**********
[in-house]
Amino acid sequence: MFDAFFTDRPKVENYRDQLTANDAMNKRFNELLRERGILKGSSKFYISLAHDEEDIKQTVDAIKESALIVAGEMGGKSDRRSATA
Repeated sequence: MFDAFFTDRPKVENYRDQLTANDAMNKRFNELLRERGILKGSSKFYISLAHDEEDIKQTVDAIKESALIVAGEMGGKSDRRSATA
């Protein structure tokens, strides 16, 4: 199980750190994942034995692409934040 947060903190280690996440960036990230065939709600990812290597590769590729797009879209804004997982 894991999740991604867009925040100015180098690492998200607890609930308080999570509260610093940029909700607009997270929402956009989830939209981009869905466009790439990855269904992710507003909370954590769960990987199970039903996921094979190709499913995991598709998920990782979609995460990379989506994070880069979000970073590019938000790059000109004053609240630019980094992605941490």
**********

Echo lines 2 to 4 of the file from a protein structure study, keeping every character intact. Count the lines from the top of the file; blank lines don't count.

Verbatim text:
Amino acid sequence: MFDAFFTDRPKVENYRDQLTANDAMNKRFNELLRERGILKGSSKFYISLAHDEEDIKQTVDAIKESALIVAGEMGGKSDRRSATA
Repeated sequence: MFDAFFTDRPKVENYRDQLTANDAMNKRFNELLRERGILKGSSKFYISLAHDEEDIKQTVDAIKESALIVAGEMGGKSDRRSATA
């Protein structure tokens, strides 16, 4: 199980750190994942034995692409934040 947060903190280690996440960036990230065939709600990812290597590769590729797009879209804004997982 894991999740991604867009925040100015180098690492998200607890609930308080999570509260610093940029909700607009997270929402956009989830939209981009869905466009790439990855269904992710507003909370954590769960990987199970039903996921094979190709499913995991598709998920990782979609995460990379989506994070880069979000970073590019938000790059000109004053609240630019980094992605941490």